It makes complete sense then, that as Isabelle grew and developed, she internalized her parents’ messages and ended up with an inner critic that sounds a lot like this: “You have to be perfect. If you make a mistake, you’re a failure.” and “You’ll never be good enough.” On the surface, these statements sound mean, harsh, and nothing but negative. However, if we dig deeper, and we ask the critical part the following question: “What are you afraid would happen if you didn’t talk to Isabelle in this way?” the answer is something like: “I’m afraid she will always disappoint people and that they will abandon her.” So there’s the core issue motivating this critical part: fear that she will be judged and rejected by others. What it really wanted is for Isabelle to be accepted by others and to have emotionally satisfying relationships. That sounds pretty healthy and positive, doesn’t it? Unfortunately, Isabelle didn’t feel completely emotionally safe with her parents because their love felt conditional (that is, dependent on certain factors), and she was always worried she wasn’t living up to their expectations. The critical part’s motto is always “never again!!” It is invested in doing whatever it can to prevent a recurrence of the original wound. It doesn’t quite understand that the past is over and that you aren’t a kid anymore.
Once we start to form a trusting relationship with the critical part, we will come to a clear understanding of what it is trying to do for you (or prevent from happening to you). Then we can start to negotiate with it and provide reassurance that you in fact will be okay even if it doesn’t continue its behavior. Once we can convince this part that there is another way to help you be safe, this part will eventually allow us to access directly the original emotional wounds related to the neglect or hurtful experiences. Accessing the original emotional wounds can be a slow process and sometimes emotionally intense, but it’s absolutely vital to healing and transforming the critical parts. Once these past hurts have been healed, then you aren’t as vulnerable to being hurt again, so the critical part doesn’t feel the need to protect you nearly as much. The goal of this work is never to eradicate a part or make them unnecessary. Instead, the idea is to help that part revise it’s job description so that it can still help you but in a way that uses positive motivation and supportive methods rather than through a “shame and fear-based” approach. Imagine that the drill sergeant decides to retire, and instead becomes a motivational speaker. It is then able to channel its good intentions in a different direction, and the impact is even more effective since shame and fear aren’t depleting your energy anymore. A transformed inner critic sounds something like this: “Wow, I see how hard you worked on that project! Are there any aspects you feel especially good about? Are there any aspects you’d like to work on for next time?”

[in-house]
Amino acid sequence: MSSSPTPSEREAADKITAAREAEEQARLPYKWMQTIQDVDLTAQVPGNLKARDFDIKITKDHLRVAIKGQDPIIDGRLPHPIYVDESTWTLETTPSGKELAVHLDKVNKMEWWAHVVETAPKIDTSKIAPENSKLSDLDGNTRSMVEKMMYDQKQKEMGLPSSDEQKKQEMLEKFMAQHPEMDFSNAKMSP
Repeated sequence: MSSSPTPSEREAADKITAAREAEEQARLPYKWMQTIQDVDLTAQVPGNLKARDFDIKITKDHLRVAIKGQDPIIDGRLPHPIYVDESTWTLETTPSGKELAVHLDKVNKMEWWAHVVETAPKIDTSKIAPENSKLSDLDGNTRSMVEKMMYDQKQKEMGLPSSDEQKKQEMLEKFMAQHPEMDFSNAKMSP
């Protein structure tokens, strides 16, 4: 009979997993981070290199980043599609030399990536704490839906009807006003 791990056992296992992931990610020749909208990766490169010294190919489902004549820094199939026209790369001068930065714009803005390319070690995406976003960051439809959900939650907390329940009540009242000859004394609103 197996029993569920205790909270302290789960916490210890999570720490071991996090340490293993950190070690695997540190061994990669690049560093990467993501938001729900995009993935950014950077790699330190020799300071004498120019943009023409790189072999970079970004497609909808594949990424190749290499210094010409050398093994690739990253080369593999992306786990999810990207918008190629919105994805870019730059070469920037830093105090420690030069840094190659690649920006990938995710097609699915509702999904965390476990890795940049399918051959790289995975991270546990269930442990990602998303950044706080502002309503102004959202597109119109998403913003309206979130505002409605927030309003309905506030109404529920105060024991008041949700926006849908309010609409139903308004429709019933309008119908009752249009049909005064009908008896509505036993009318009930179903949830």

I encourage you to give some thought to your own inner critical parts and explore a bit. See if you can figure out what their positive intentions are. The next time you hear a critical part speaking to you, you can ask it: “What do you really want for me?” and “What are you trying to do for me right now?” See if you can listen to the answers with curiosity instead of judgment and you may be surprised at what comes up. You can also check in with yourself and ask “What do I need right now?” Usually the answer has something to do with seeking comfort such as a hug, talking to a friend, taking a walk outside, playing with a pet, or listening to music. Anything that is soothing to you (and not harmful in any way) is a good thing. And of course, seeking professional help from a therapist trained in this approach (IFS) will further deepen your journey not just of self-reflection but of transformation. Feel free to read another blog on Internal Family Systems for additional information. I never cease to be amazed at the complex and intricate inner world that lives inside each of us. If you are curious to explore more about the various aspects or “parts” of yourself, feel free to reach out to schedule your free consultation.